From prevention to rehabilitation, Savig cares for FHS student-athletes

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Rodney Savig probably attends more Faribault Falcon sporting events than anyone else. He’s not a coach, a booster club member, or technically even a fan, but he provides a valuable resource for athletes and plays a huge role in supporting Falcon athletics and helping them succeed.

As an athletic trainer with nearly 30 years of experience, Savig works with Faribault High School student-athletes on a daily basis, helping them with injury prevention and recovery, and everything in-between.

Savig is contracted to provide healthcare for students at FHS through his job at Courage Kenny Sports and Physical Therapy in Faribault. He spends about half his time operating out of his office at the clinic, and the rest in his office outside Nomeland Gymnasium or at sporting events around town. Before he came to Faribault 10 years ago he served in a similar role working in a clinic and at the high school in Willmar for 17 years.

Savig grew up in Lake Park, Minn. and earned his athletic training degree from North Dakota State University.

What’s your favorite part of being an athletic trainer?

“One of the things I like about being an athletic trainer is I get to be around all of the sporting events. I really like athletics and it allows me to be around that environment. High school kids are great. Their energy and enthusiasm is really fun to be around. Maybe it’s even keeping me young, even though I know I’m not as young as I used to be.”

What parts of the job don’t you enjoy?

“It can be difficult to deal with others’ pain. Being busy with evening activities 5-6 days a week can be a negative thing, but I guess I’ve learned the life management and work-life balance skills and that’s made a difference. It hurts when things don’t go well for the teams or the kids. Crappy weather, but I accept it as part of the job.”

Besides tending to injured athletes, what other duties does your job entail?

“Injury prevention, evaluation, treatment, rehab, getting kids to where they can return to play. The whole process from before an injury, to the time of the injury all the way to full rehab and hopefully getting them back out there better than they were before. I can be involved every step along the way.”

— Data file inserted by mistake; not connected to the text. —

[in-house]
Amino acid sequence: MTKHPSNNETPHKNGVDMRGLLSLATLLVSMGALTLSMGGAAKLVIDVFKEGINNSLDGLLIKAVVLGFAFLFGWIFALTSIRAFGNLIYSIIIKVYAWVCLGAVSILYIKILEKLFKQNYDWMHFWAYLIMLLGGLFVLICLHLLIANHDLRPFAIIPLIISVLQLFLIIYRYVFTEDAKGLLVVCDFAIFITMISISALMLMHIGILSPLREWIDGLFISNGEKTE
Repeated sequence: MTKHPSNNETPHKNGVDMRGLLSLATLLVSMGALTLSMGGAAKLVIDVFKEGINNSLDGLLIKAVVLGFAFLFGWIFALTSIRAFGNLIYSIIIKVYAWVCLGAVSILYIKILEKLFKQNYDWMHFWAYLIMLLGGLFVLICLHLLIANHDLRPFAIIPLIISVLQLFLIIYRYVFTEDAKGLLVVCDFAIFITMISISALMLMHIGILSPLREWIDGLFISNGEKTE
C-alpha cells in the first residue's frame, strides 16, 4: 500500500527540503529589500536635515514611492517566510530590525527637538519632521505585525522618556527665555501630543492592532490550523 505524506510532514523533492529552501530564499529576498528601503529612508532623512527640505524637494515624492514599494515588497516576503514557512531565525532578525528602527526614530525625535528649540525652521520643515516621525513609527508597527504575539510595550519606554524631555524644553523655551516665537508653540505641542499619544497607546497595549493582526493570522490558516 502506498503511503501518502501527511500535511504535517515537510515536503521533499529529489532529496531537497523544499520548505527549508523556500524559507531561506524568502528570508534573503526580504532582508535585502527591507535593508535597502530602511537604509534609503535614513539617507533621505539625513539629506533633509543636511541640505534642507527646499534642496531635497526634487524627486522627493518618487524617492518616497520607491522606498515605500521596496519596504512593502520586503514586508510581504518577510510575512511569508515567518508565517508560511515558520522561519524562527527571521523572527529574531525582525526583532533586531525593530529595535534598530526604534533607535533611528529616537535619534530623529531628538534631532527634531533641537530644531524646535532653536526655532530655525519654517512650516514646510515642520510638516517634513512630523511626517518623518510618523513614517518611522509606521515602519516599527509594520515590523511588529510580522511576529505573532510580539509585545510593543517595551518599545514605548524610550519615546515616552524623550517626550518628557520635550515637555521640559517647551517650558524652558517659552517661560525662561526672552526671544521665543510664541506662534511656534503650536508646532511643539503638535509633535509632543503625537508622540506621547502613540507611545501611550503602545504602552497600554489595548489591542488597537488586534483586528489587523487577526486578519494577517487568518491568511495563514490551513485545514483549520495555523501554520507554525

What’s your step by step procedure when approaching an injured athlete?

“The first thing I do is be aware of the basics like their level of consciousness. Are they conscious or not? Breathing or not breathing? I try to rule out all of the emergency type of conditions. From there I get a history of the injury or problem. Sometimes I witness what happened and other times I don’t. Then I do an evaluation and decide if it’s something we can remove safely to the sideline or if we need emergency services to stabilize the individual. There’s a lot of decision making. Luckily it’s usually not catastrophic. Usually it’s something like an ankle or a knee that we can keep evaluating and figure out if they can play or not. That’s the big thing on the sideline. Then I follow up in the next few days and we take the process from there. Can we protect the injury with a device or tape? Do we need to take an x-ray or do rehab?”

Are there any changes you would like to see made or things athletes can do to make high school sports safe?

“Equipment is getting better and better, so that has been a good thing for the impact and collision sports. I think the biggest thing to help protect anybody from athletic injury is to be well-prepared physically. It usually comes down to if you have had the appropriate strength and conditioning before you enter into competition, and for those who have had injuries, have you resolved the problem with rehab? Are you protecting your injury properly? Sometimes kids get so anxious to get back to competition, they don’t always get everything done. But the big thing with growing kids is being prepared physically, mentally and emotionally.”

How does working with athletes compare to working with other patients?

“Sports has those ups and downs. I’ve had situations in the past where you watch kids grow up and they get injured and it kind of breaks your heart. Then when they’re able to return it’s quite rewarding as well. Any athlete can be on top of the world one day and not the next day. Every day is different and every person is different. Everybody that gets injured is a person and you have to build a relationship with them. It’s a lot of fun.”

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